Published on Feb 12, 2016
Over the last decade, the growth of satellite service, the rise of digital cable, and the birth of HDTV have all left their mark on the television landscape. Now, a new delivery method threatens to shake things up even more powerfully. Internet Protocol Television (IPTV) has arrived, and backed by the deep pockets of the telecommunications industry, it's poised to offer more interactivity and bring a hefty dose of competition to the business of selling TV.
Description of Internet Protocol Television
IPTV describes a system capable of receiving and displaying a video stream encoded as a series of Internet Protocol packets. If you've ever watched a video clip on your computer, you've used an IPTV system in its broadest sense. When most people discuss IPTV, though, they're talking about watching traditional channels on your television, where people demand a smooth, high-resolution, lag-free picture, and it's the Telco's that are jumping headfirst into this market. Once known only as phone companies, the Telco's now want to turn a "triple play" of voice, data, and video that will retire the side and put them securely in the batter's box.
In this primer, we'll explain how IPTV works and what the future holds for the technology. Though IP can (and will) be used to deliver video over all sorts of networks, including cable systems.First things first: the venerable set-top box, on its way out in the cable world, will make resurgence in IPTV systems. The box will connect to the home DSL line and is responsible for reassembling the packets into a coherent video stream and then decoding the contents. Your computer could do the same job, but most people still don't have an always-on PC sitting beside the TV, so the box will make a comeback. Where will the box pull its picture from? To answer that question, let's start at the source.Most video enters the system at the Telco's national head end, where network feeds are pulled from satellites and encoded if necessary (often in MPEG-2, though H.264 and Windows Media are also possibilities). The video stream is broken up into IP packets and dumped into the Telco's core network, which is a massive IP network that handles all sorts of other traffic (data, voice, etc.) in addition to the video.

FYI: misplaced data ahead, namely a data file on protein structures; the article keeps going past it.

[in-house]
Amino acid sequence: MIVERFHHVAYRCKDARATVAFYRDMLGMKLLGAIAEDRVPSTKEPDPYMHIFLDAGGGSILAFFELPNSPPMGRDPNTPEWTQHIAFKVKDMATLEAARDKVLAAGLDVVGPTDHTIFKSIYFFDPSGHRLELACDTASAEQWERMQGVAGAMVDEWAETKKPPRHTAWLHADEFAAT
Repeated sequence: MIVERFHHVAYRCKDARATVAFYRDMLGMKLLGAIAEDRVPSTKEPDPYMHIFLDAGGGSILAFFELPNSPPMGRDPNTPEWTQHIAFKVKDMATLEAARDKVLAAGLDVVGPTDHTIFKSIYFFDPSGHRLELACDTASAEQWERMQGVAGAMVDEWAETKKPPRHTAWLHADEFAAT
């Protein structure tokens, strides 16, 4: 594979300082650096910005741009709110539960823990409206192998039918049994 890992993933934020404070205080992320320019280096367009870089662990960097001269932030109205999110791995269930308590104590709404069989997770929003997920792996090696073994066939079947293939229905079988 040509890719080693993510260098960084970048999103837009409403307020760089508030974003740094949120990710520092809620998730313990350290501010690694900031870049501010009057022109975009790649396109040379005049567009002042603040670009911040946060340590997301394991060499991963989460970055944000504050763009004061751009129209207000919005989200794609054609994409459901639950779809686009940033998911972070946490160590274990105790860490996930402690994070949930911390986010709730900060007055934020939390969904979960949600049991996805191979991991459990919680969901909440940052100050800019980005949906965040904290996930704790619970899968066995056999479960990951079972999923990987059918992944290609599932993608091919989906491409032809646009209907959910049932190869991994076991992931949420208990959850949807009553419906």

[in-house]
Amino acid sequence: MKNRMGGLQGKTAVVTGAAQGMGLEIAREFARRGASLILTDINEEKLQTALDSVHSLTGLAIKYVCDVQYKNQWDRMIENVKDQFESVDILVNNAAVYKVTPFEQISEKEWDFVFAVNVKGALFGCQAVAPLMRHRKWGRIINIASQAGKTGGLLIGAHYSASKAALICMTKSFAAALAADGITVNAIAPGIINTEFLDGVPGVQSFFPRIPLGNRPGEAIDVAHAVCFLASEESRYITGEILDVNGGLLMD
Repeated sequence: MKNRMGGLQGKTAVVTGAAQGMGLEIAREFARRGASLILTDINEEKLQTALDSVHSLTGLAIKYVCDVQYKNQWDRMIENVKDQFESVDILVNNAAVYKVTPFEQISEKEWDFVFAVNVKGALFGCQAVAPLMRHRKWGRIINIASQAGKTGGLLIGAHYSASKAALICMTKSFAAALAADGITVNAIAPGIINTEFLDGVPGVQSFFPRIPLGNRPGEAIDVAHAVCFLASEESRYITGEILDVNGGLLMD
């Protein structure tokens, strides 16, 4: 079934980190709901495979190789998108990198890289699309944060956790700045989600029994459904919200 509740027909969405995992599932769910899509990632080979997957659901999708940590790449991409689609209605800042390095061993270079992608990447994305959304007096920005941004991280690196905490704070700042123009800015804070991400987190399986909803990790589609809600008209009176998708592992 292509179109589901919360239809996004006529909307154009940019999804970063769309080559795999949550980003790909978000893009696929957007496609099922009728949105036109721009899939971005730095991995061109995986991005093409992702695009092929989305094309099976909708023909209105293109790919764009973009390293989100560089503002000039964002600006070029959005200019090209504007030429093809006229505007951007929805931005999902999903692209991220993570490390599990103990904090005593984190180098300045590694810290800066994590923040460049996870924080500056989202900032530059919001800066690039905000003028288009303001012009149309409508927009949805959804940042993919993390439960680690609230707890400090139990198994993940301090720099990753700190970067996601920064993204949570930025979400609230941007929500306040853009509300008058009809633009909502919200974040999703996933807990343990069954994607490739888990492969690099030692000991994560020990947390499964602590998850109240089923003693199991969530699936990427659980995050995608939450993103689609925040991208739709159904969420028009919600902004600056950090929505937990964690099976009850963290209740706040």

IPTV uses the switched digital video architecture. That enables users to customize their viewing by removing the restrictions of channel based Surfing. IPTV sends only one program at a time. When a viewer changes a channel or selects a program, a new stream of content is transmitted from the provider’s server directly to the viewer’s set-top box. The promise of IPTV lies in its switched digital video architecture. IPTV primarily uses multicasting with Internet Group Management Protocol (IGMP) version 2 for Real Time Streaming Protocol for on-demand programs. Compatible video compression standards include H.264, Windows Media Video 9 and VC1, DivX, XviD, Ogg Theora and the MPEG-2and 4.
Wide Area Distribution Networks
The Wide Area Distribution Network is made up of distribution capability, capacity, and quality of service. It also consists of other capabilities, such as multicast, which is necessary for the reliable and timely distribution of IPTV data streams from the service nodes to the customer premises. Moreover, the core and access network cover the optical distribution backbone network and the various digital subscriber line access multiplexes (DSLAMs). This is located at the central office or remote distribution points.